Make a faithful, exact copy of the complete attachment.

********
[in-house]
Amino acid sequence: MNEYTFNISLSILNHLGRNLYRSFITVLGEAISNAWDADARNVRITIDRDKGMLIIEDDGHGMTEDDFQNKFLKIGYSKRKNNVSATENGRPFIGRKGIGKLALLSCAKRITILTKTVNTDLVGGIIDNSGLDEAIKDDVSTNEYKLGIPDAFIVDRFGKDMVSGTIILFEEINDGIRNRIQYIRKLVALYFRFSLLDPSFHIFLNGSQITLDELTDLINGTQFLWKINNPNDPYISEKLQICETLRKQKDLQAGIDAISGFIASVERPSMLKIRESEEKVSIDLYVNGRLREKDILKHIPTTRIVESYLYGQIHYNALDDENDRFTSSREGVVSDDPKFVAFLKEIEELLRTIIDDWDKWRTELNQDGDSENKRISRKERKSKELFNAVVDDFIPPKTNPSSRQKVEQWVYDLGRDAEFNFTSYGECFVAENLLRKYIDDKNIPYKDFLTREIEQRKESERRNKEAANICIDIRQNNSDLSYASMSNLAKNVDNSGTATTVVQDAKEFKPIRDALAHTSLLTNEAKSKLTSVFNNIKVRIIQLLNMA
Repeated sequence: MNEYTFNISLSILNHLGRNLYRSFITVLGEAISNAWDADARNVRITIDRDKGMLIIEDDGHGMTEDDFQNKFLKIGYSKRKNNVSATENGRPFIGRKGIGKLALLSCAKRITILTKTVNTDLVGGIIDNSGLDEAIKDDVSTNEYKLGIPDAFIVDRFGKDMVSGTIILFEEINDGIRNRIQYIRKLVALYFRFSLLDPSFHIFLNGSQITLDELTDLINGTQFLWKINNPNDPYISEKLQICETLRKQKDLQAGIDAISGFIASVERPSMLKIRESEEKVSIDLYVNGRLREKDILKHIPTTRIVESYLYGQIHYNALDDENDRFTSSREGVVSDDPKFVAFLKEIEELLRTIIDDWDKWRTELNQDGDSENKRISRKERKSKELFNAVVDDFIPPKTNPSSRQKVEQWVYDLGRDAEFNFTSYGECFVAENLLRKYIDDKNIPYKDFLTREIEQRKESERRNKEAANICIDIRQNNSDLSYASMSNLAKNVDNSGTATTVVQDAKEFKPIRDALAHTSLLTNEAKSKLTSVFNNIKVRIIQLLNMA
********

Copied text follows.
[in-house]
Amino acid sequence: MNEYTFNISLSILNHLGRNLYRSFITVLGEAISNAWDADARNVRITIDRDKGMLIIEDDGHGMTEDDFQNKFLKIGYSKRKNNVSATENGRPFIGRKGIGKLALLSCAKRITILTKTVNTDLVGGIIDNSGLDEAIKDDVSTNEYKLGIPDAFIVDRFGKDMVSGTIILFEEINDGIRNRIQYIRKLVALYFRFSLLDPSFHIFLNGSQITLDELTDLINGTQFLWKINNPNDPYISEKLQICETLRKQKDLQAGIDAISGFIASVERPSMLKIRESEEKVSIDLYVNGRLREKDILKHIPTTRIVESYLYGQIHYNALDDENDRFTSSREGVVSDDPKFVAFLKEIEELLRTIIDDWDKWRTELNQDGDSENKRISRKERKSKELFNAVVDDFIPPKTNPSSRQKVEQWVYDLGRDAEFNFTSYGECFVAENLLRKYIDDKNIPYKDFLTREIEQRKESERRNKEAANICIDIRQNNSDLSYASMSNLAKNVDNSGTATTVVQDAKEFKPIRDALAHTSLLTNEAKSKLTSVFNNIKVRIIQLLNMA
Repeated sequence: MNEYTFNISLSILNHLGRNLYRSFITVLGEAISNAWDADARNVRITIDRDKGMLIIEDDGHGMTEDDFQNKFLKIGYSKRKNNVSATENGRPFIGRKGIGKLALLSCAKRITILTKTVNTDLVGGIIDNSGLDEAIKDDVSTNEYKLGIPDAFIVDRFGKDMVSGTIILFEEINDGIRNRIQYIRKLVALYFRFSLLDPSFHIFLNGSQITLDELTDLINGTQFLWKINNPNDPYISEKLQICETLRKQKDLQAGIDAISGFIASVERPSMLKIRESEEKVSIDLYVNGRLREKDILKHIPTTRIVESYLYGQIHYNALDDENDRFTSSREGVVSDDPKFVAFLKEIEELLRTIIDDWDKWRTELNQDGDSENKRISRKERKSKELFNAVVDDFIPPKTNPSSRQKVEQWVYDLGRDAEFNFTSYGECFVAENLLRKYIDDKNIPYKDFLTREIEQRKESERRNKEAANICIDIRQNNSDLSYASMSNLAKNVDNSGTATTVVQDAKEFKPIRDALAHTSLLTNEAKSKLTSVFNNIKVRIIQLLNMA